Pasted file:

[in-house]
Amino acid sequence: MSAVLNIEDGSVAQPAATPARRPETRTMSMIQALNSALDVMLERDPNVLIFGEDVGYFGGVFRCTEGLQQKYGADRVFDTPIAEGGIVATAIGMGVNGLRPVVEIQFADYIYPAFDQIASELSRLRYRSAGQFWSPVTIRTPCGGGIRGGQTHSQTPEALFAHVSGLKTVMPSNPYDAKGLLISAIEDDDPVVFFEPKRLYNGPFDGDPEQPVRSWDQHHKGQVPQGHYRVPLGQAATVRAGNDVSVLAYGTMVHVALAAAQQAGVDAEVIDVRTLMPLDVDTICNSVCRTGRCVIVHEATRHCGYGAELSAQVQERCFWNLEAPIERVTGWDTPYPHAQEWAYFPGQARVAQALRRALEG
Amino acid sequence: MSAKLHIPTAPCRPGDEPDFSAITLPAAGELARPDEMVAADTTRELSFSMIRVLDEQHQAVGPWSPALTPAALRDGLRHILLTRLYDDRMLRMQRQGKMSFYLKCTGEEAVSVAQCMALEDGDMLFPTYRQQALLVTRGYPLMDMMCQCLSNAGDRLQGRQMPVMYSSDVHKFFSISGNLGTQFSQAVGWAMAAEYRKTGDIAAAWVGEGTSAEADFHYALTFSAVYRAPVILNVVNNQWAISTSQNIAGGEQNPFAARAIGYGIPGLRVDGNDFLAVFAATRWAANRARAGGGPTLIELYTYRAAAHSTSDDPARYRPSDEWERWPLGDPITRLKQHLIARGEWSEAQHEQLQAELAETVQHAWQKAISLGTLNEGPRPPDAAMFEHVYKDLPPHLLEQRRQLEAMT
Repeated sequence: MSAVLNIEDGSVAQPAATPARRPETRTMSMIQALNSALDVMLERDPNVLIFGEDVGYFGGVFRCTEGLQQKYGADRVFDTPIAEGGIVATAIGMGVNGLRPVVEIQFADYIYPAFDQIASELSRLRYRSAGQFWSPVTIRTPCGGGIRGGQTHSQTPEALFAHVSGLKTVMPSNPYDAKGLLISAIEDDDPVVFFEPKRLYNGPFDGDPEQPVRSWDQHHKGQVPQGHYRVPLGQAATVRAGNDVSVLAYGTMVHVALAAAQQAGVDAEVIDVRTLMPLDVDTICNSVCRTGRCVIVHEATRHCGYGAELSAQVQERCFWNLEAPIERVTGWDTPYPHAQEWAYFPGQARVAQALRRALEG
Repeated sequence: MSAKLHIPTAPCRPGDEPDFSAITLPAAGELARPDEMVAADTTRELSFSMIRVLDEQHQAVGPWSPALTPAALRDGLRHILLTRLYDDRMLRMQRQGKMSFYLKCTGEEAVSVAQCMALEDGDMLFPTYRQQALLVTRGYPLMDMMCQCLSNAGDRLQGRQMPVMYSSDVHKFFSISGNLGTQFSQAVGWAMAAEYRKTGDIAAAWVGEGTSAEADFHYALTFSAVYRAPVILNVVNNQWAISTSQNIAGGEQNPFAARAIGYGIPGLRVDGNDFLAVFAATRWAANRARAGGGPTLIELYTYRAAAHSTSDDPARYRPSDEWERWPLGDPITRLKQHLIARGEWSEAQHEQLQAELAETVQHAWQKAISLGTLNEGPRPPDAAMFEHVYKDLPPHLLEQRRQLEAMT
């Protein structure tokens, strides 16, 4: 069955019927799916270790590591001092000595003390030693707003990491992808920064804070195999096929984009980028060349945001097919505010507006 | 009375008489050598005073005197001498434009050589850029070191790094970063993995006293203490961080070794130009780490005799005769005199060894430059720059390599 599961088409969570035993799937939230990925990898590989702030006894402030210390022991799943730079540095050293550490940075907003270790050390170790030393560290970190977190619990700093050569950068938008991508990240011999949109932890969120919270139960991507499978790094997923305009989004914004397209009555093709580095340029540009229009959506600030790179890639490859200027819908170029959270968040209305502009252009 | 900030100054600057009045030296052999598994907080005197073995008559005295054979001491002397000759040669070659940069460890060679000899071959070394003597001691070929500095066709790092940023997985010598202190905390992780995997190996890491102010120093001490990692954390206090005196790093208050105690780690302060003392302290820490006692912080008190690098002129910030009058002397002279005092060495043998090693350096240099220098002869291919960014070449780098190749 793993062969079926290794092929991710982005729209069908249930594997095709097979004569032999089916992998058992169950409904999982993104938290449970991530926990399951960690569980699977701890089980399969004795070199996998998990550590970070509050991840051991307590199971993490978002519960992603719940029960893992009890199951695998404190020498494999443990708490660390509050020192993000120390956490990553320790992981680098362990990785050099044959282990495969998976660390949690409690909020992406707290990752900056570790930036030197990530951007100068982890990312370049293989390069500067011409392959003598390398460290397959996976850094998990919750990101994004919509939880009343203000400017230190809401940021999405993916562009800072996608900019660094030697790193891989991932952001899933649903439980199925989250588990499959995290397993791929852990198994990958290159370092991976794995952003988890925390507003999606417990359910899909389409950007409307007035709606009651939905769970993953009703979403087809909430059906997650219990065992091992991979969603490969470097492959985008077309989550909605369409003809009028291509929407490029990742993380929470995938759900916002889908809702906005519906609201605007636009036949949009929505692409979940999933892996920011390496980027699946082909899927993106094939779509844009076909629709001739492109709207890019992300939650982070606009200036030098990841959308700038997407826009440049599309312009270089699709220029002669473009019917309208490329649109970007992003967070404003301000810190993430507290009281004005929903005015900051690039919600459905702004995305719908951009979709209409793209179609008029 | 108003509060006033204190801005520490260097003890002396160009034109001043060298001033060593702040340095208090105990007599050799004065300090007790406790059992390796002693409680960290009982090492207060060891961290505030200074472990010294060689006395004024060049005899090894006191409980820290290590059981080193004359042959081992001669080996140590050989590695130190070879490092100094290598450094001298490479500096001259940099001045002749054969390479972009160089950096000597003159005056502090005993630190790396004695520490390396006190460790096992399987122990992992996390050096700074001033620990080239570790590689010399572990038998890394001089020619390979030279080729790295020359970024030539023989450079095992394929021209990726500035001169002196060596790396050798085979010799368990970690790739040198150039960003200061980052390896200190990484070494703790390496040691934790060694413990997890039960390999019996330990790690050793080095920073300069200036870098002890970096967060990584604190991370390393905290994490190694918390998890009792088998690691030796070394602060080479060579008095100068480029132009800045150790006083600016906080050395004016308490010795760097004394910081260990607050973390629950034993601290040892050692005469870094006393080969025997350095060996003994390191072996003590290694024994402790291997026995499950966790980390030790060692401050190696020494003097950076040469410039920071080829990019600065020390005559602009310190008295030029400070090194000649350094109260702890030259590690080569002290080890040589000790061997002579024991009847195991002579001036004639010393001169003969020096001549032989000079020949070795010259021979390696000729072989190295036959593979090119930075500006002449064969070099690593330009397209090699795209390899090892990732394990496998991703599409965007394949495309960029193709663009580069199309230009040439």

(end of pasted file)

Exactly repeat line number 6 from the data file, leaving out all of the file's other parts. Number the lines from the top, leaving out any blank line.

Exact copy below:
């Protein structure tokens, strides 16, 4: 069955019927799916270790590591001092000595003390030693707003990491992808920064804070195999096929984009980028060349945001097919505010507006 | 009375008489050598005073005197001498434009050589850029070191790094970063993995006293203490961080070794130009780490005799005769005199060894430059720059390599 599961088409969570035993799937939230990925990898590989702030006894402030210390022991799943730079540095050293550490940075907003270790050390170790030393560290970190977190619990700093050569950068938008991508990240011999949109932890969120919270139960991507499978790094997923305009989004914004397209009555093709580095340029540009229009959506600030790179890639490859200027819908170029959270968040209305502009252009 | 900030100054600057009045030296052999598994907080005197073995008559005295054979001491002397000759040669070659940069460890060679000899071959070394003597001691070929500095066709790092940023997985010598202190905390992780995997190996890491102010120093001490990692954390206090005196790093208050105690780690302060003392302290820490006692912080008190690098002129910030009058002397002279005092060495043998090693350096240099220098002869291919960014070449780098190749 793993062969079926290794092929991710982005729209069908249930594997095709097979004569032999089916992998058992169950409904999982993104938290449970991530926990399951960690569980699977701890089980399969004795070199996998998990550590970070509050991840051991307590199971993490978002519960992603719940029960893992009890199951695998404190020498494999443990708490660390509050020192993000120390956490990553320790992981680098362990990785050099044959282990495969998976660390949690409690909020992406707290990752900056570790930036030197990530951007100068982890990312370049293989390069500067011409392959003598390398460290397959996976850094998990919750990101994004919509939880009343203000400017230190809401940021999405993916562009800072996608900019660094030697790193891989991932952001899933649903439980199925989250588990499959995290397993791929852990198994990958290159370092991976794995952003988890925390507003999606417990359910899909389409950007409307007035709606009651939905769970993953009703979403087809909430059906997650219990065992091992991979969603490969470097492959985008077309989550909605369409003809009028291509929407490029990742993380929470995938759900916002889908809702906005519906609201605007636009036949949009929505692409979940999933892996920011390496980027699946082909899927993106094939779509844009076909629709001739492109709207890019992300939650982070606009200036030098990841959308700038997407826009440049599309312009270089699709220029002669473009019917309208490329649109970007992003967070404003301000810190993430507290009281004005929903005015900051690039919600459905702004995305719908951009979709209409793209179609008029 | 108003509060006033204190801005520490260097003890002396160009034109001043060298001033060593702040340095208090105990007599050799004065300090007790406790059992390796002693409680960290009982090492207060060891961290505030200074472990010294060689006395004024060049005899090894006191409980820290290590059981080193004359042959081992001669080996140590050989590695130190070879490092100094290598450094001298490479500096001259940099001045002749054969390479972009160089950096000597003159005056502090005993630190790396004695520490390396006190460790096992399987122990992992996390050096700074001033620990080239570790590689010399572990038998890394001089020619390979030279080729790295020359970024030539023989450079095992394929021209990726500035001169002196060596790396050798085979010799368990970690790739040198150039960003200061980052390896200190990484070494703790390496040691934790060694413990997890039960390999019996330990790690050793080095920073300069200036870098002890970096967060990584604190991370390393905290994490190694918390998890009792088998690691030796070394602060080479060579008095100068480029132009800045150790006083600016906080050395004016308490010795760097004394910081260990607050973390629950034993601290040892050692005469870094006393080969025997350095060996003994390191072996003590290694024994402790291997026995499950966790980390030790060692401050190696020494003097950076040469410039920071080829990019600065020390005559602009310190008295030029400070090194000649350094109260702890030259590690080569002290080890040589000790061997002579024991009847195991002579001036004639010393001169003969020096001549032989000079020949070795010259021979390696000729072989190295036959593979090119930075500006002449064969070099690593330009397209090699795209390899090892990732394990496998991703599409965007394949495309960029193709663009580069199309230009040439």